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Scottish government confirms case of mad cow disease in Aberdeenshire

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The Scottish government announced on Thursday that a case of bovine spongiform encephalopathy (BSE), also known as mad cow disease, had been discovered on a farm in Aberdeenshire.

Precautionary movement restrictions have been put in place at the unnamed farm, the government said.
Investigations are now underway to identify the origin of the disease.
“I have activated the Scottish government’s response plan to protect our valuable farming industry, including establishing a precautionary movement ban being placed on the farm,” Fergus Ewing, Scotland’s farming minister, said in a statement.
The government’s chief veterinary officer, Sheila Voas, tweeted that she was “sad to have confirmed” the case of BSE, but said a “good surveillance system is proved to work well.”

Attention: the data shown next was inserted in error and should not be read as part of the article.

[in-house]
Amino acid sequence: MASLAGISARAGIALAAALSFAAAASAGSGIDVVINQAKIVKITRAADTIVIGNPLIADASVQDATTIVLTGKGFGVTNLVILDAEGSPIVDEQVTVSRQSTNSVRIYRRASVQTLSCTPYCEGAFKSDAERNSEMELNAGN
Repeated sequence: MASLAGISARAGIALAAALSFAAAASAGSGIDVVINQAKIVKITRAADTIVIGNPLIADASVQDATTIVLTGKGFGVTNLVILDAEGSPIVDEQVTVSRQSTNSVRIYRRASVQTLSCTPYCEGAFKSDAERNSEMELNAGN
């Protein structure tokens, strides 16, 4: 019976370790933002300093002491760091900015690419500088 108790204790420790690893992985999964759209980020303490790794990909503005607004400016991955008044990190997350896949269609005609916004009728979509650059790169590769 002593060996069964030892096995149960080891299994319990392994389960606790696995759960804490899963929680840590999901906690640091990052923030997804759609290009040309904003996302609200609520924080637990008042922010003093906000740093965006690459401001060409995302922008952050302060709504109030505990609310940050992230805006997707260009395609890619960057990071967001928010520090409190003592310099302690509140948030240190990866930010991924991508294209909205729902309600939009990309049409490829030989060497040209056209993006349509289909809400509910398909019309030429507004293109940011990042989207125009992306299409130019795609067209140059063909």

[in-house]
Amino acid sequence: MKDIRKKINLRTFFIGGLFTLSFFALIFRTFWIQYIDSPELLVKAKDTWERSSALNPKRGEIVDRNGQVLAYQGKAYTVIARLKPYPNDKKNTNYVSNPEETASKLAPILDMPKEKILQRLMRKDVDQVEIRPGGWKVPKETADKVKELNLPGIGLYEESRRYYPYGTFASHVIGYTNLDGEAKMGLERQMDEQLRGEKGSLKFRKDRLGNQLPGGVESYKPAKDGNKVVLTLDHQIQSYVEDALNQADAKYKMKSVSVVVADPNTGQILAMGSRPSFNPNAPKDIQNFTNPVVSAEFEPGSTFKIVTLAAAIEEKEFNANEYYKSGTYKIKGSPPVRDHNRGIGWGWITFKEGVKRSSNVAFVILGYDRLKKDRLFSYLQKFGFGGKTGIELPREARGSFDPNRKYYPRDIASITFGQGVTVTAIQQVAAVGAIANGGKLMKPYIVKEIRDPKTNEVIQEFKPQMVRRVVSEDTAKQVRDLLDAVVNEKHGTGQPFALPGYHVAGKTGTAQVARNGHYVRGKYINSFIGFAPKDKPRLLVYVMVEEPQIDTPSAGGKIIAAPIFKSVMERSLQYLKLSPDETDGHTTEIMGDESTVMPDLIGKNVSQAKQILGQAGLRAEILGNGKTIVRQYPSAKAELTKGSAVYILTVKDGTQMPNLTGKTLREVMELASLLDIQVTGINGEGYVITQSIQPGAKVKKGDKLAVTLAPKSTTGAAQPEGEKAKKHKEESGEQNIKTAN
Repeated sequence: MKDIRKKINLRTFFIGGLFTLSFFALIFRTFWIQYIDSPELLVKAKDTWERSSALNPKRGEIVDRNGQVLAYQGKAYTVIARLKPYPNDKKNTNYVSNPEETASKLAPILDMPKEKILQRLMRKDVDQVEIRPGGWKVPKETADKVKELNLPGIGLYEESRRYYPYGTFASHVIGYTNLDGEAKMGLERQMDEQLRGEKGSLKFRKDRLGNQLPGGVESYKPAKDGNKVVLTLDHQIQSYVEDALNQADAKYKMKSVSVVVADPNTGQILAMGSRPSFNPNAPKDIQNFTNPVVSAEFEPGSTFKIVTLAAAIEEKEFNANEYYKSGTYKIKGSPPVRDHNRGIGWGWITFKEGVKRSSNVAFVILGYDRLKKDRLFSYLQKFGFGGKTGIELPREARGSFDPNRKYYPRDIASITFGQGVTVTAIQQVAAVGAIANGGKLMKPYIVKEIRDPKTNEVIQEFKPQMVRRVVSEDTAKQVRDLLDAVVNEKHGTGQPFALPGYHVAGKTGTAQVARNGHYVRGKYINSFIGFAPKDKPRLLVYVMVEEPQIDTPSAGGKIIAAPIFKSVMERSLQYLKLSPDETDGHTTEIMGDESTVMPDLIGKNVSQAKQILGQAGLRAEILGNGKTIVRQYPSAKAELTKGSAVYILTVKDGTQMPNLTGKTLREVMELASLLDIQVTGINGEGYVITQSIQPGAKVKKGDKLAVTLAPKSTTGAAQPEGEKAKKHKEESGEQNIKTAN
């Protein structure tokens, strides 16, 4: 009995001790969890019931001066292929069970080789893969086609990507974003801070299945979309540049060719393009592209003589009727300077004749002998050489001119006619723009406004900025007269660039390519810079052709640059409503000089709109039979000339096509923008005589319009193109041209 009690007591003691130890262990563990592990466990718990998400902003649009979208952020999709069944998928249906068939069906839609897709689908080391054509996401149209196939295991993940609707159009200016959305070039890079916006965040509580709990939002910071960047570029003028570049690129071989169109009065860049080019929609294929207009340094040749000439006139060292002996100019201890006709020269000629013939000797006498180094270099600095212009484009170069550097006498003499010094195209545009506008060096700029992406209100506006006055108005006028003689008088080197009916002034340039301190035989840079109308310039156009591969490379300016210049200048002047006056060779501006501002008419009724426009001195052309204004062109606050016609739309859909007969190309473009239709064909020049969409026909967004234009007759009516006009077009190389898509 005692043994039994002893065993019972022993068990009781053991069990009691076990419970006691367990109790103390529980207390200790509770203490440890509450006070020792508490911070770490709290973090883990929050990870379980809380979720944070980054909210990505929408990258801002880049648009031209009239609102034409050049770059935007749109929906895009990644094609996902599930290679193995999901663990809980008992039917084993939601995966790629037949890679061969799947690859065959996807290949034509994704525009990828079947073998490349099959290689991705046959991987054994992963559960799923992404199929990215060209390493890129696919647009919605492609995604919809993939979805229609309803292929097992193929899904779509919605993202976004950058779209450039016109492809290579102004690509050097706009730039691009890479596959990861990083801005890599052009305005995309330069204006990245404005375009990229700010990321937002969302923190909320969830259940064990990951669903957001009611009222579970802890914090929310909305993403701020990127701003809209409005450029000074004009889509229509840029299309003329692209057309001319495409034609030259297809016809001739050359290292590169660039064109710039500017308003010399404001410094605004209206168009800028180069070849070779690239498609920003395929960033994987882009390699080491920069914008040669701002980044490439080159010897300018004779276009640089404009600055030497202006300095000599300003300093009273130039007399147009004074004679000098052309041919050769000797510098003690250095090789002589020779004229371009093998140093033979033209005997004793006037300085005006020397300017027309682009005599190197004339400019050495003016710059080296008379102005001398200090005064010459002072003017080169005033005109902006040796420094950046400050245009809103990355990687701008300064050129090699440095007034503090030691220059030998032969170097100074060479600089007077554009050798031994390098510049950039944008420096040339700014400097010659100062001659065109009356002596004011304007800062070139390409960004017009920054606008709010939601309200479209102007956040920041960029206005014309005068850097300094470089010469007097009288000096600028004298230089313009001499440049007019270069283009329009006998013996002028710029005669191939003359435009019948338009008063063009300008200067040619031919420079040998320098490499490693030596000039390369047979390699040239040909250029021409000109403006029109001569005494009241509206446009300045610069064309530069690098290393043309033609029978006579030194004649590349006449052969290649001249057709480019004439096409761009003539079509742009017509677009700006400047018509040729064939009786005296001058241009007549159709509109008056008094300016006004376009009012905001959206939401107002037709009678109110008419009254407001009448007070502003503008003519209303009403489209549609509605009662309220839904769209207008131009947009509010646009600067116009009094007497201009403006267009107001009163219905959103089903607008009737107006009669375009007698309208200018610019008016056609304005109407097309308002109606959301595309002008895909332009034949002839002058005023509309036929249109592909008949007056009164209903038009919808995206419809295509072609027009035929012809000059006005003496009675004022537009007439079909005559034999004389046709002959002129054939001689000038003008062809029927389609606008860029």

“Disappointing news, but not unexpected to have occasional sporadic cases, and no effect on food safety.”

The Scottish government announced on Thursday that a case of bovine spongiform encephalopathy (BSE), also known as mad cow disease, had been discovered on a farm in Aberdeenshire.

Precautionary movement restrictions have been put in place at the unnamed farm, the government said.

Investigations are now underway to identify the origin of the disease.

“I have activated the Scottish government’s response plan to protect our valuable farming industry, including establishing a precautionary movement ban being placed on the farm,” Fergus Ewing, Scotland’s farming minister, said in a statement.

The government’s chief veterinary officer, Sheila Voas, tweeted that she was “sad to have confirmed” the case of BSE, but said a “good surveillance system is proved to work well.”

“Disappointing news, but not unexpected to have occasional sporadic cases, and no effect on food safety.”

BSE was first detected in Britain in the late 1980s, spreading from there to other parts of Europe and ravaging cattle herds until the early 2000s. It has been linked to the brain-wasting Creutzfeldt-Jakob disease in humans.

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